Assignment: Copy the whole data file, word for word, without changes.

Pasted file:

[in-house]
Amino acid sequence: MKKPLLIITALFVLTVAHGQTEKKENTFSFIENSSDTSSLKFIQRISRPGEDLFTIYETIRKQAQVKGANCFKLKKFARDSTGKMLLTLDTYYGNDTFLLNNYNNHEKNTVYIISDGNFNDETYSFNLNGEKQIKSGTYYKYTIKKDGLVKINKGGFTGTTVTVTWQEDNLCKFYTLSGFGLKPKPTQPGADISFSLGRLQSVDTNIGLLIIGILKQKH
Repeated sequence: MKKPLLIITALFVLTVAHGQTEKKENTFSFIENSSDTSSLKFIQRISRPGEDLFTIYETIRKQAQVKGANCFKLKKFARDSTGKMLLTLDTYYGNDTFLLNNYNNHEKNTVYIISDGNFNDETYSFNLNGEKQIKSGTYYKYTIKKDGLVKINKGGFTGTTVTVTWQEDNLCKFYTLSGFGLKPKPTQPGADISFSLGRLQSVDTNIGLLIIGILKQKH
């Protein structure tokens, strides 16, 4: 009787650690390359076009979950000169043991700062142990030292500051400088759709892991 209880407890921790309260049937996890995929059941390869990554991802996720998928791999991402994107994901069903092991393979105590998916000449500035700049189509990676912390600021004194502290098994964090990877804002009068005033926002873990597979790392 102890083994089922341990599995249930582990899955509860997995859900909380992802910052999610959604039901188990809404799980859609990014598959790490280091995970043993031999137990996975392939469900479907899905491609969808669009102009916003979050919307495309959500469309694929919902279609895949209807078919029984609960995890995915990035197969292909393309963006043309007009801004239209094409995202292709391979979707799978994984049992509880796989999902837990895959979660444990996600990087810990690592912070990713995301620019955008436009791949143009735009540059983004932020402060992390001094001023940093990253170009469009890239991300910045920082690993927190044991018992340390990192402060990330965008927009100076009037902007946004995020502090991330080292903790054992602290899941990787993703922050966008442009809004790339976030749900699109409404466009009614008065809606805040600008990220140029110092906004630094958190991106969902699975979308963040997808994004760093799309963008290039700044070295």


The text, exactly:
[in-house]
Amino acid sequence: MKKPLLIITALFVLTVAHGQTEKKENTFSFIENSSDTSSLKFIQRISRPGEDLFTIYETIRKQAQVKGANCFKLKKFARDSTGKMLLTLDTYYGNDTFLLNNYNNHEKNTVYIISDGNFNDETYSFNLNGEKQIKSGTYYKYTIKKDGLVKINKGGFTGTTVTVTWQEDNLCKFYTLSGFGLKPKPTQPGADISFSLGRLQSVDTNIGLLIIGILKQKH
Repeated sequence: MKKPLLIITALFVLTVAHGQTEKKENTFSFIENSSDTSSLKFIQRISRPGEDLFTIYETIRKQAQVKGANCFKLKKFARDSTGKMLLTLDTYYGNDTFLLNNYNNHEKNTVYIISDGNFNDETYSFNLNGEKQIKSGTYYKYTIKKDGLVKINKGGFTGTTVTVTWQEDNLCKFYTLSGFGLKPKPTQPGADISFSLGRLQSVDTNIGLLIIGILKQKH
């Protein structure tokens, strides 16, 4: 009787650690390359076009979950000169043991700062142990030292500051400088759709892991 209880407890921790309260049937996890995929059941390869990554991802996720998928791999991402994107994901069903092991393979105590998916000449500035700049189509990676912390600021004194502290098994964090990877804002009068005033926002873990597979790392 102890083994089922341990599995249930582990899955509860997995859900909380992802910052999610959604039901188990809404799980859609990014598959790490280091995970043993031999137990996975392939469900479907899905491609969808669009102009916003979050919307495309959500469309694929919902279609895949209807078919029984609960995890995915990035197969292909393309963006043309007009801004239209094409995202292709391979979707799978994984049992509880796989999902837990895959979660444990996600990087810990690592912070990713995301620019955008436009791949143009735009540059983004932020402060992390001094001023940093990253170009469009890239991300910045920082690993927190044991018992340390990192402060990330965008927009100076009037902007946004995020502090991330080292903790054992602290899941990787993703922050966008442009809004790339976030749900699109409404466009009614008065809606805040600008990220140029110092906004630094958190991106969902699975979308963040997808994004760093799309963008290039700044070295």